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XOJET's Winemaker’s Guide to Napa Valley Harvest Season

This is where aristocratic Bordeaux training meets New World potential. Philippe Melka honed his craft at the haute couture of French winemaking (Haut-Brion and Pétrus), did a stint at Badia a Coltibuono, and then at the ur-Napa property, Dominus. “All of my background is in superb, traditional winemaking,” he says. It’s the way the French have always done it, which he summarizes in three words: “It’s the terroir.”

Philippe and his wife Cherie, a long-time wine professional who manages the operations of the company (and advises with blending decisions), make four wines—all beginning with the letter ‘M’—from Napa and Sonoma. The estate Cabernet comes from a two-acre vineyard in St. Helena, where they live in a cool pre-fab, corrugated-metal, modular home (see the website).

The Melka Métisse Jumping Goat Vineyard (82% Cabernet Sauvignon, 15% Petit Verdot, and 3% Merlot) reflects the overall approach, as the vineyard, says Philippe, is similar to one in Graves. The flavors (dark fruit, graphite, tar, and creosote) are going to take time to mature, hence why he recommends decanting the 2014 for three hours. On the other hand, the 2013 Melka Mekerra Proprietary Red (Cabernet Franc and Merlot from a mountain vineyard) is raring to go (there are only 400 cases, so you better be as well).

THE 2017 VINTAGE

“There’s been enough water to refill the reservoirs,” says Philippe, echoing the comments of other winemakers. But despite the “crazy warm” July heat, “the yield should be pretty decent,” he says. He predicts the Cabernet harvest will go into the second week of October.

FIVE-YEAR PERSPECTIVE

“Very simple: four years of drought and now a year of massive rain in winter.”

BIGGEST HARVEST CHALLENGE

“The war is on—you have to be ready to take very quick decisions, always be ready for drama.” If there is a predicted heat wave, “should we pick prior or take the gamble?”

Also, surviving two to eight daily espressos during harvest. (Sogni Di Dolci on Main St. in St. Helena is Philippe’s caffeine spot.)

FAVORITE PLACES

“To make good wine you have to drink a lot of beer,” he says, referring to a shed he has with beer on tap. “It’s the coolest place on the estate.”

His go-to local spot is Brasswood Bar + Bakery + Kitchen, part of the Brasswood winery in St. Helena.

He and Cherie also like “a quick flight to Hawaii.”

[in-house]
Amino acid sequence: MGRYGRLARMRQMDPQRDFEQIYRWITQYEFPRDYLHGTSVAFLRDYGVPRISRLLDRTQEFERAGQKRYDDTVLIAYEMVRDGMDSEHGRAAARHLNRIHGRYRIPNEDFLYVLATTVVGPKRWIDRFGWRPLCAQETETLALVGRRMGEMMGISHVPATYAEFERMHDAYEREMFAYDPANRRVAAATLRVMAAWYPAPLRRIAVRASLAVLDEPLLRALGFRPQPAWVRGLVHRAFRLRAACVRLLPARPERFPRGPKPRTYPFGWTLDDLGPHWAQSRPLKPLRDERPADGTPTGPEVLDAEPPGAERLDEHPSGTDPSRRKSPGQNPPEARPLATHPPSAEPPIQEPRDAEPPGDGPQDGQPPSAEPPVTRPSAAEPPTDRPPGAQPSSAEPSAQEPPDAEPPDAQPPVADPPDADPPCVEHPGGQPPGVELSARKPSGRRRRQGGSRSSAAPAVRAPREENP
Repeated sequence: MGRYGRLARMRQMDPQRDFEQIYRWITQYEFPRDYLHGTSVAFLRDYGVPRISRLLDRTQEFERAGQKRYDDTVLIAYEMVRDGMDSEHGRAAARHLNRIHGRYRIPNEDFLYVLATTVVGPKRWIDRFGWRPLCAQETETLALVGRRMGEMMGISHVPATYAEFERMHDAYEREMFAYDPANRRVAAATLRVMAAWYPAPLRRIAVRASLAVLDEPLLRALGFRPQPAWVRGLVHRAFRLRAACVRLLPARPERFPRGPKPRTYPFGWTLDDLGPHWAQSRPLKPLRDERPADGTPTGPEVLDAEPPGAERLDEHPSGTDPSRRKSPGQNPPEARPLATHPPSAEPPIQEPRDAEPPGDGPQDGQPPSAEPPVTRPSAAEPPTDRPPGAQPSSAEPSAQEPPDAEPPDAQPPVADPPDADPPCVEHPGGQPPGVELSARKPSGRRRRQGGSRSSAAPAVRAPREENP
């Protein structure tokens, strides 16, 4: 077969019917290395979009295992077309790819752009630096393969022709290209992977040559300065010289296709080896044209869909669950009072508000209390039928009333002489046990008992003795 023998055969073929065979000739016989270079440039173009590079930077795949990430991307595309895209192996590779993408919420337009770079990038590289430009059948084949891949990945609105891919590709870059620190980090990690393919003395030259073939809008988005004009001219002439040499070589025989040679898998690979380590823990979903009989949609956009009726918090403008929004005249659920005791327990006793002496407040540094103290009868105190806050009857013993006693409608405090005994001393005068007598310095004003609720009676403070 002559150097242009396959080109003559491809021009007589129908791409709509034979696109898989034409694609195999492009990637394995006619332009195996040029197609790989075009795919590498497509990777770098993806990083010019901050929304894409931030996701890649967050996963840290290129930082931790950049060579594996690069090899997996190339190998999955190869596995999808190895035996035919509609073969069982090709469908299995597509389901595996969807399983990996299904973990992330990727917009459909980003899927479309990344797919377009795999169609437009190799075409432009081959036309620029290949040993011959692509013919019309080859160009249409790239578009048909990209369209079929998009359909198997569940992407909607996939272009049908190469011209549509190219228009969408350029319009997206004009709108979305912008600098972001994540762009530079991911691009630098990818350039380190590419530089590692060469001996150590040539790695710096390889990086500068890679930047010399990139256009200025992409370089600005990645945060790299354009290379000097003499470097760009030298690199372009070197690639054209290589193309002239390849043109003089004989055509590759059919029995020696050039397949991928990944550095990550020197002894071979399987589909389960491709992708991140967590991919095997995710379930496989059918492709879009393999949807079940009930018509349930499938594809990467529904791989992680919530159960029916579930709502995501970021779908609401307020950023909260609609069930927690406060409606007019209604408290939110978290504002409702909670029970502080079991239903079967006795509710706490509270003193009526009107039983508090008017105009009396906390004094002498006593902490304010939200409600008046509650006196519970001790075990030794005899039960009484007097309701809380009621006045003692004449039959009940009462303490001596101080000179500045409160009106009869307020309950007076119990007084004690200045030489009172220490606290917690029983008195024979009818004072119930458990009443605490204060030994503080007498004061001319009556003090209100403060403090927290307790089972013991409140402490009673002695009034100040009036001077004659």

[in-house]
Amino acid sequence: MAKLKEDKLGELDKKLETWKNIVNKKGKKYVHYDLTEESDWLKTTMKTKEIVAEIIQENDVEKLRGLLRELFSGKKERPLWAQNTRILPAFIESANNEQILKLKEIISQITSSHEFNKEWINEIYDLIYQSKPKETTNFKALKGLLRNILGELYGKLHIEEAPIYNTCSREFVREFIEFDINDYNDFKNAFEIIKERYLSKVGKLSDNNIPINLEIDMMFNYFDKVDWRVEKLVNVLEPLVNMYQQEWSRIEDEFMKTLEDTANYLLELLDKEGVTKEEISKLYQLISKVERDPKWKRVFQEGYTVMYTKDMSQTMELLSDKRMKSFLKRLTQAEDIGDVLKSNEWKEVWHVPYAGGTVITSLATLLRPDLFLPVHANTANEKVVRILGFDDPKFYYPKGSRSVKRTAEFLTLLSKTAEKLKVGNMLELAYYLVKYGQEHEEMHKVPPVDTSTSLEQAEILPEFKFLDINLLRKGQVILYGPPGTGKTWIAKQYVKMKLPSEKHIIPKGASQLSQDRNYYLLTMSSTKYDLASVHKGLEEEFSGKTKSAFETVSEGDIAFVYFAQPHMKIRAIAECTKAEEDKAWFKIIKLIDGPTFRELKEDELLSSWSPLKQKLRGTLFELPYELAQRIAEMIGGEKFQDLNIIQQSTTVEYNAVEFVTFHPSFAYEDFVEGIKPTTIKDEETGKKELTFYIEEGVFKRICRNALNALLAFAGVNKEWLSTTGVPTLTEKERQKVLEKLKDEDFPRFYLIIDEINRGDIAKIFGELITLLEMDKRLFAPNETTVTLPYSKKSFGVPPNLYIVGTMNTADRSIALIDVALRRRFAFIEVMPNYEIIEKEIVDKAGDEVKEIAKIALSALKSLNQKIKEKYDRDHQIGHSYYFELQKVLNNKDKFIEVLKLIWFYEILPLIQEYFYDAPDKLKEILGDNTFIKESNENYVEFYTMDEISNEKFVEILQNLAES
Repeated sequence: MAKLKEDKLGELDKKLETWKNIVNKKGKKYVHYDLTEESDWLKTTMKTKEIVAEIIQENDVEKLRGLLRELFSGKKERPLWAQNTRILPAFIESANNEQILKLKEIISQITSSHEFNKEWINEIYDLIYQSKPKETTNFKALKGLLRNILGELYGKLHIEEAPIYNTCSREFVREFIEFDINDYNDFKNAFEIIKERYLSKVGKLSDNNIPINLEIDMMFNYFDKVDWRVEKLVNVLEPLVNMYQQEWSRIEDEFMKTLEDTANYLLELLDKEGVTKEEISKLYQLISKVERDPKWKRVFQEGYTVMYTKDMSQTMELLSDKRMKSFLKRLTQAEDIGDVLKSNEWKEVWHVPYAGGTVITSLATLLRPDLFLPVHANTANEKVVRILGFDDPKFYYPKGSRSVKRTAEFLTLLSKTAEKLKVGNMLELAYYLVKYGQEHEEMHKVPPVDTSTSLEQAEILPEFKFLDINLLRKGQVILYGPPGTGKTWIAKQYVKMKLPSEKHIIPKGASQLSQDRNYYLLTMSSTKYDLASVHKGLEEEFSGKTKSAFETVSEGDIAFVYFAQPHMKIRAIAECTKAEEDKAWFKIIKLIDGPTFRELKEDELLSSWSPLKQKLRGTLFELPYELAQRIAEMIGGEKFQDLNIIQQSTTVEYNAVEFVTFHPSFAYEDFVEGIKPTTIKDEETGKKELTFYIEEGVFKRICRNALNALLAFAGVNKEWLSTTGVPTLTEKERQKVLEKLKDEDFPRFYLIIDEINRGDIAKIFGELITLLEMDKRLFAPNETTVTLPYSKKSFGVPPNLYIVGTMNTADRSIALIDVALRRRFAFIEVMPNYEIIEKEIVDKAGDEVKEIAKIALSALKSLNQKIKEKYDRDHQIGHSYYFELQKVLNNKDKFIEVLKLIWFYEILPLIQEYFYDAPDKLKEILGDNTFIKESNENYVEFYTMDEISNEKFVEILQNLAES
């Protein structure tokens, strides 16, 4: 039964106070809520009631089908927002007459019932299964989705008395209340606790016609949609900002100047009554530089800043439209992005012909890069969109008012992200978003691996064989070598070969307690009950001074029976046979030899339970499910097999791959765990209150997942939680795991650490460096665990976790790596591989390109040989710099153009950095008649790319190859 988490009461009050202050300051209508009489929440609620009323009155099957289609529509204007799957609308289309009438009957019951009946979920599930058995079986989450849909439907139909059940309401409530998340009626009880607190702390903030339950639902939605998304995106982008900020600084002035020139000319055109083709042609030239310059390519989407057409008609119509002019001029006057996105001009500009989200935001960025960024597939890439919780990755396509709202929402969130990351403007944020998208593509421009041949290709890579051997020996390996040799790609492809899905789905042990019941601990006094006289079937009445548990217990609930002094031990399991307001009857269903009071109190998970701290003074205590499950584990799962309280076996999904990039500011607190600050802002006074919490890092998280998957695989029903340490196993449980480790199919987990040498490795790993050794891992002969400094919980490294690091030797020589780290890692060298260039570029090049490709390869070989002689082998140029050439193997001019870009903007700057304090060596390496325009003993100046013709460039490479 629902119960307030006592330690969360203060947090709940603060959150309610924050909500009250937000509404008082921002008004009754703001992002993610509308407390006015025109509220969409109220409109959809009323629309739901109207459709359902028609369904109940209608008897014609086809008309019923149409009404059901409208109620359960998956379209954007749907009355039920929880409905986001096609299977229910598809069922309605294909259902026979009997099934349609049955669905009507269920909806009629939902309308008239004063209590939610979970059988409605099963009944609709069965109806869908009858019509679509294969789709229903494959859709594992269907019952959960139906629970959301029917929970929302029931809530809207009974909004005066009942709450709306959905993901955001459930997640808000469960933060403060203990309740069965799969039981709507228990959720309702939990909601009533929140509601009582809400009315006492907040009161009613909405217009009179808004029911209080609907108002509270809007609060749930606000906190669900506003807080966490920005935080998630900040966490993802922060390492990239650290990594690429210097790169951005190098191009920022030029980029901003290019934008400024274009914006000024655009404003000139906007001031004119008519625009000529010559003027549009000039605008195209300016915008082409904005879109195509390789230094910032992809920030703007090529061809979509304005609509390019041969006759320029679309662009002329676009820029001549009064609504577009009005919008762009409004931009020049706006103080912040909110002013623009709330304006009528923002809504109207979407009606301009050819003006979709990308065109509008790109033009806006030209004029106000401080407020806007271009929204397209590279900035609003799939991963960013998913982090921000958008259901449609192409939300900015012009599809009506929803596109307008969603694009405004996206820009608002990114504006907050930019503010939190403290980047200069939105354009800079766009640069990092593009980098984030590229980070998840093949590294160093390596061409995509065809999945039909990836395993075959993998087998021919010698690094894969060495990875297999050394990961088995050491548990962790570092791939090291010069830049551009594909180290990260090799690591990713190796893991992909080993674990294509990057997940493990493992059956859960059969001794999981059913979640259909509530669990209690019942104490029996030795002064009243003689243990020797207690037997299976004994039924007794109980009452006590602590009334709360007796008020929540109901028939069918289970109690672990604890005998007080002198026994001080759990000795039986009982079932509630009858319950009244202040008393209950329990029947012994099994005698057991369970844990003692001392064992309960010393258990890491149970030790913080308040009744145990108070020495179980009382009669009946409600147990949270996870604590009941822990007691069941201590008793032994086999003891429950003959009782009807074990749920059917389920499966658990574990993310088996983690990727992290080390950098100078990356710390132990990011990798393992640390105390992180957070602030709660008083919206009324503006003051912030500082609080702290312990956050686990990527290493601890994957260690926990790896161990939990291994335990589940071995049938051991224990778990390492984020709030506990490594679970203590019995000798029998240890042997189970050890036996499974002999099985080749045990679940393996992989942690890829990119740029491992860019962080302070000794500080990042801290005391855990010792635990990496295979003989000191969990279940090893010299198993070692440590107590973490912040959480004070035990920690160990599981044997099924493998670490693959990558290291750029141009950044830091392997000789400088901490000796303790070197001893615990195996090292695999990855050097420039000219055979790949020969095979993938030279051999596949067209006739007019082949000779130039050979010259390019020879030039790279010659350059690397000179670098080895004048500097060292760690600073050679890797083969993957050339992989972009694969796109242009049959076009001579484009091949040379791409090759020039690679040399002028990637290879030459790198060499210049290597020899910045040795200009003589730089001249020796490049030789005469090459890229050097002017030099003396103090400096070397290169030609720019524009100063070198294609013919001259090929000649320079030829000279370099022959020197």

Where do Napa winemakers dine out?

For many Napa Valley visitors, the revelation is not the wine; it’s the food. With scores of restaurants featuring farm-to-table (and sea-to-table) ingredients, it’s hard to go wrong when dining out.

But where do the folks who make Napa’s wines go for special occasions, or just a burger and (gasp) a beer? Where might visitors bump into their favorite winemaker?

We asked eight vintners to cite special-occasion and casual spots — and where they hang with their vinous homies.

The most-touted hangout: Rutherford Grill’s bar for lunch and late afternoon. If you don’t encounter a famous winemaking face while dining, at least you know that the food will be stellar.

Philippe Melka
Owner/winemaker of Melka Wines, owner of Atelier Melka Wine Consulting Company

Special occasion: “Whenever we go to Press, we know we are in for a treat. Sommeliers Kelli White and Scott Brenner always impress me with their recommendations, (and) Press has one of the most comprehensive wine lists in Napa with a number of rare older vintages/special bottles.”

Must-have menu item: “the truffle mac and cheese and bacon platter.”
$$$

Casual: “Goose and Gander is one of my favorite places to hang out and have a cocktail at the end of the day.”

Must-have menu item: “You can’t beat their burger and octopus salad.”
$$

Out of The Shadows

With his own label and winery in the works, Philippe Melka finally takes the spotlight.

Over the past 20 years, Philippe Melka has consulted on dozens of top labels—including Dana Estates, Vineyard 29, Lail, and Brand. He has received several 100-point scores from The Wine Advocate and been named by Robert Parker as one of the top nine wine consultants in the world.

Melka has established a reputation as a soil whisperer, a brilliant blender, and a titan of terroir. He uses data and analytics to get the most out of every one of his sites. But because he has spent most of his career making wines for other people, few—if any—consumers seem to even know the guy’s name.

This is about to change...

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... Cabernet Sauvignon to try: Melka CJ Cabernet Sauvignon Napa Valley 2012, California ($65). Indulgent as a velvet smoking jacket, the Melka Cab is packed with ripe plum, black cherry, cassis and mocha with baking spice and tobacco. The silky tannins are soft as a kitten purring for another bite of your steak.

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Legendary winemaker Philippe Melka’s portrait dots the auction book 11 times—like the kid in the high school yearbook who was in every club. At an unofficial portfolio tasting later that day, I found out why ...

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